After another shooting at a Charlotte school, officials ask themselves: “what if extra security does more damage than less?”
A report by a Brookings institution shows that NC schools are not necessarily safer with extra protection and when there are police officers around the campus halls.
Some urban school districts are reducing or eliminating police presence on school campuses as a result of the report.
The report aimed to determine the effectiveness of School Resource Officers (SROs), whose presence NC law requires, at preventing violence. Howard University associate professor K. Alonzo Anderson conducted the study. He found that the additional SRO funding had no reduction in the 16 disciplinary acts that SROs conducted in North Carolina.
According to Anderson, in general, disciplinary outcomes in North Carolina improved over time, however, the improvements were not related to the additional funding of SRO, they were more from factors like academic achievements.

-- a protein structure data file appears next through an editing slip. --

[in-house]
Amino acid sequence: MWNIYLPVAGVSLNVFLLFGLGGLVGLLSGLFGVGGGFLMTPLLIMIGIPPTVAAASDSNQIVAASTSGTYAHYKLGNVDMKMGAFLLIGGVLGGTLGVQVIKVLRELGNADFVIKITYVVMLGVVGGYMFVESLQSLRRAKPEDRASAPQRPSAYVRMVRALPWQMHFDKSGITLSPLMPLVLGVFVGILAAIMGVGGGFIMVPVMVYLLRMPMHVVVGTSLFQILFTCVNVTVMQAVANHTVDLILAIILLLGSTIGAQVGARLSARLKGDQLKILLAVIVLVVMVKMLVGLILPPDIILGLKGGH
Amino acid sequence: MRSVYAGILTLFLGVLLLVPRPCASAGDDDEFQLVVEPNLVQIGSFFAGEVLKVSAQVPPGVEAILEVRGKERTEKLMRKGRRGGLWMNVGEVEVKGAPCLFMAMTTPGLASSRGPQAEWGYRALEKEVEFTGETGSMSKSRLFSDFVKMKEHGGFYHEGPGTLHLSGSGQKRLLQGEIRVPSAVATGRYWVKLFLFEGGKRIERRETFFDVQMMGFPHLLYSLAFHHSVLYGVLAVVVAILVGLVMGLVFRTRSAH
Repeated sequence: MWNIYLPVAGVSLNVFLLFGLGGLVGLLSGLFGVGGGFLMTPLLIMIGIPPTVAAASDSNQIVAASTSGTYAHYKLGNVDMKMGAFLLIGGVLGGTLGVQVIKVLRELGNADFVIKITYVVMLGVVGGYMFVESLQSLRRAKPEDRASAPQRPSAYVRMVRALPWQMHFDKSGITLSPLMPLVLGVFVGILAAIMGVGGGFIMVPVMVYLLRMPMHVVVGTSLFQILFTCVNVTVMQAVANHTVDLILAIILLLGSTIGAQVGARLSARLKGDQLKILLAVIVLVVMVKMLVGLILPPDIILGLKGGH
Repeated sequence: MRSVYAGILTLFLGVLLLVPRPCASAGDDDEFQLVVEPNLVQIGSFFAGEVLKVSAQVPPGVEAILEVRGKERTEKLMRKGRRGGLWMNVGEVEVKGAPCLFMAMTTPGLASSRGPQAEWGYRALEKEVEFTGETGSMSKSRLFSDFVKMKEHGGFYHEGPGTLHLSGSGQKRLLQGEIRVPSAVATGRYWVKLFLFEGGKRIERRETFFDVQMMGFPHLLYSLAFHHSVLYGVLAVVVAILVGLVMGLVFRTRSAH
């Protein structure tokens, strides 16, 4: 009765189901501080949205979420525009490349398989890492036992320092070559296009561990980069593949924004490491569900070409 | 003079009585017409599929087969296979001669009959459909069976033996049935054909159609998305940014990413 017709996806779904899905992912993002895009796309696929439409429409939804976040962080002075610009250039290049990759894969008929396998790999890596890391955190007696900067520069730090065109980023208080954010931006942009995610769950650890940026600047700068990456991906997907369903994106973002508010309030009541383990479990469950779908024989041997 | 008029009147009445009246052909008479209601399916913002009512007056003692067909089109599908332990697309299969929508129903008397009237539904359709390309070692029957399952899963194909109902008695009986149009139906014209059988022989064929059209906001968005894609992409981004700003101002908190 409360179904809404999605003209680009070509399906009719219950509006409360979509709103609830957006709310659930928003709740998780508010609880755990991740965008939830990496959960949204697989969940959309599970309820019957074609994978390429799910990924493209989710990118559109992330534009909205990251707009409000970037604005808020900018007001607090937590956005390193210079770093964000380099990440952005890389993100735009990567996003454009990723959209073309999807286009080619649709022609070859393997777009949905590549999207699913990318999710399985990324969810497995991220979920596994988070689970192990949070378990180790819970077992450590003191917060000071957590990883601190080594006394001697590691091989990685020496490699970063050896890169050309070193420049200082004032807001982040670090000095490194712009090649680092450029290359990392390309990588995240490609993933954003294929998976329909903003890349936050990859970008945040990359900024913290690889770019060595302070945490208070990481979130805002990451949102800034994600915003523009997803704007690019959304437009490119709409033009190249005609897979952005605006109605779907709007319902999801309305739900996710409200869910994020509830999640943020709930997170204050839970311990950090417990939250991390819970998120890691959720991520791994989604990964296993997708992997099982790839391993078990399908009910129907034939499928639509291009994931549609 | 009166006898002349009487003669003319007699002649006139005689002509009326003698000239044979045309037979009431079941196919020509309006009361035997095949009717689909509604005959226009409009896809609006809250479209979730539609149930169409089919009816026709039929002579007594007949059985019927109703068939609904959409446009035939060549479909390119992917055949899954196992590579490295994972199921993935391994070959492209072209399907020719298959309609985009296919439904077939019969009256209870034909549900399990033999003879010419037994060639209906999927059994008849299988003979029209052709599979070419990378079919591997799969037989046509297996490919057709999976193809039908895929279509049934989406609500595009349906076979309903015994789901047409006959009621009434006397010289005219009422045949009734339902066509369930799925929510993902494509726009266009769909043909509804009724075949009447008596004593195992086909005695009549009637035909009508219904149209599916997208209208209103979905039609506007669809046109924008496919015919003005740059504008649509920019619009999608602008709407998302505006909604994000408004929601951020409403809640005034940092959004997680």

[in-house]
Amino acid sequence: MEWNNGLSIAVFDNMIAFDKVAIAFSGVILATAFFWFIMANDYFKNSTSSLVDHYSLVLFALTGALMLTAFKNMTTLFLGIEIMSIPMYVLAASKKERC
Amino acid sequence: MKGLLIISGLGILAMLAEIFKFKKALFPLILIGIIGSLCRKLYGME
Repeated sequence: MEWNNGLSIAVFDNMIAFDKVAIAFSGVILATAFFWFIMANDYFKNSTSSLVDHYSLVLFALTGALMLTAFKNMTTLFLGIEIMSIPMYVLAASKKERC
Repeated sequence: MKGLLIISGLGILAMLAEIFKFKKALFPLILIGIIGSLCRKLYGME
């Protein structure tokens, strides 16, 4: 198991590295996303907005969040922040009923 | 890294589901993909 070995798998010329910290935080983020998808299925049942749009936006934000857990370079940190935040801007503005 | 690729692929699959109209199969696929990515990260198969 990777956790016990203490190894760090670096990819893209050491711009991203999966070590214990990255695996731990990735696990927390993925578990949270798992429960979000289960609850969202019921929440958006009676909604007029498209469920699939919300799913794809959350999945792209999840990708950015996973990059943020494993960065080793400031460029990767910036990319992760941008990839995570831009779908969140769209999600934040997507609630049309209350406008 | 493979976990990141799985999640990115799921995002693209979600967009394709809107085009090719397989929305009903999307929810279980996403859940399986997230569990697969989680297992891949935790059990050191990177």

There Are Better Ways to Protect Charlotte Students, Advocates Say After School Shooting
Advocates from Charlotte suggest that officers’ presence results in uneven disciplinary sanctions. In fact, the report showed that SROs arrest black students at higher rates than whites.
Another report shows that student arrest and bad behavior were noticed mostly when SROs are around the campus. Perhaps, officers are too attentive and notice unusual behavior which couldn’t be seen, or they criminalize some incidents which could be dealt with in a different way.
There is an uncertainty about the question as SROs also serve their roles on campus. Those include mentoring students or sports team coaching. However, it is hard not to notice that the question has become a major one and that the officer’s presence adds some nervousness. It can affect negatively the classroom activities or make students feel mentally less safe.
It is not still clarified, whether having officers near the campus is effective for school safety. Therefore, CMS or other school districts can and should re-examine the performance of officers at the schools.
Another thing that needs to be considered is to measure the funding which is paid through their police department budget for SROs. Maybe that budget can be more helpful for the school personnel who can productively deal with students’ behavior?